Saturday, 9 September 2017


One of the most vivid memories of my early childhood is of my mother singing. She would sing while doing the housework, songs her mother had sung, or current songs from musicals. When her infant daughter (me) sat listening to the daily ritual of the ‘wireless’ voice of Daphne Oxenford broadcasting ‘Listen With Mother’*, my mother would sing along with the nursery rhymes and hum the closing excerpt from Faure's ‘Dolly Suite’.  

We are talking about the nineteen fifties, a time which would seem like an alien world to any young visitor from today. Put into context: Britain was dragging itself out of post-war depression, broadcasting patriotic and cheerful music on its BBC ‘Light Programme’ which was conveyed to factory workers as ‘Music While You Work’. We didn’t have supermarkets then, and the idea of music as a background to shopping would have been considered frivolous. Remember: many people were still suffering a reaction to appalling experiences during the war, while others conformed to a hard and rigorous code of living out of a kind of terror of losing everything for which the country had been fighting. Disapproval was the order of the day! Yet people sang. They whistled on the way to work, sang readily and easily when encouraged, and sang at home.

My mother’s life had been filled with music. She came from a musical family where playing the piano was a basic requirement; singing was in her genes. My father, to whom all this was novelty having been brought up as the son of a clergyman, and having served in Burma during the war where he lost many friends, delighted in her joy. We were never without a piano, which she played in her spare time, heedless of  sheet music: she had that rare talent – the ability to play by ear. 

As the years passed and her children grew up she sang less, preferring to listen to music, until even that pleasure turned to sadness as familiar tunes became tainted with sad memories. People died and she withdrew from the emotion such associations induced. Which to my mind is a greater sadness in itself, but I understand. If I listen now to the ‘Dolly Suite’ – which many years later I played on the piano with a great friend – it shouts out nostalgia and I am momentarily transported back in time…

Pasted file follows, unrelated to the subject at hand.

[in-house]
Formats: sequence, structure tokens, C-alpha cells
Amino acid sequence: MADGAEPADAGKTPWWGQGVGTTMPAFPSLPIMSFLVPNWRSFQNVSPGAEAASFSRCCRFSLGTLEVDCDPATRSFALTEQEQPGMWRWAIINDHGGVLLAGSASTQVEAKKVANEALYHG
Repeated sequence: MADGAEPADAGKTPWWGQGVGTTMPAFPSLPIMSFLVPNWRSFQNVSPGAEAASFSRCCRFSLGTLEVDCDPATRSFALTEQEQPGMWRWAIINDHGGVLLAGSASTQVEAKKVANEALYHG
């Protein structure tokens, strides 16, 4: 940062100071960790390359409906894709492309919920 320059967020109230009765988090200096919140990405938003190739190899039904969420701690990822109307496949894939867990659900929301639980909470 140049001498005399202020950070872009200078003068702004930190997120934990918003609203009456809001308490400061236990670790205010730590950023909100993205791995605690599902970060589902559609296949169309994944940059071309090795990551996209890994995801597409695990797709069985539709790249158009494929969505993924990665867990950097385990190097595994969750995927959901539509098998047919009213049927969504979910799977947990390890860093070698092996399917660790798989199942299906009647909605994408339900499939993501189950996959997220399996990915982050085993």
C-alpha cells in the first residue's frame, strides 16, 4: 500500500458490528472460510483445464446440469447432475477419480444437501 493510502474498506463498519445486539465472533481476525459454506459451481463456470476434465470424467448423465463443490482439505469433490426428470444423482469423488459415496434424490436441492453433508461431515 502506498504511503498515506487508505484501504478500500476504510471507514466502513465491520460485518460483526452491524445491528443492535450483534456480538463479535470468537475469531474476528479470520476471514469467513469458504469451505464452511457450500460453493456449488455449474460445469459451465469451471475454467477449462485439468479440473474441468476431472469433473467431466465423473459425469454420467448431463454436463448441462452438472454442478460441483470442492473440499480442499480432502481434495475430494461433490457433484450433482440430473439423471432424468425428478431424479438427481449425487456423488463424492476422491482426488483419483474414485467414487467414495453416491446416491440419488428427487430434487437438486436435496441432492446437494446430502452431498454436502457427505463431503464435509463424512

Today as I write this I realise how much more difficult it will be from now on to listen to some of the music from my childhood. I am incredibly fortunate to have been brought up in a secure and – usually – happy household, and to have memories of songs and laughter as a background to my own stability. I want to thank my mother. I wish I had done, but I think she knew. 

Tomorrow, on her birthday, I won’t be able to listen to any music, because she won’t be there. Last month she slipped away...

Pauline 1929 – 2017 


  1. This is such a moving piece, it touches something, surely, in each of us. What a special person was this mother of yours and especially so as she raised such a kind, caring and sensitive daughter. I am sure she knew what you wished you had said.

    1. Ellie you are very kind, thank you so much x

  2. I've only found this now Prue and so much of it rings true to me. My mother was also a singer all her life - even up until she died. She remembered singing in the bomb shelter. When I was a kid people always sang and whistled - it's a pity that seems to be going. We used to be able to tell who was coming up our street by their whistle. I am so sorry to hear of your sad loss and she sounds like a very special woman.

    1. Grace, we have our singing mothers in common! I miss hearing people sing. Thank you so much for your kind comments :)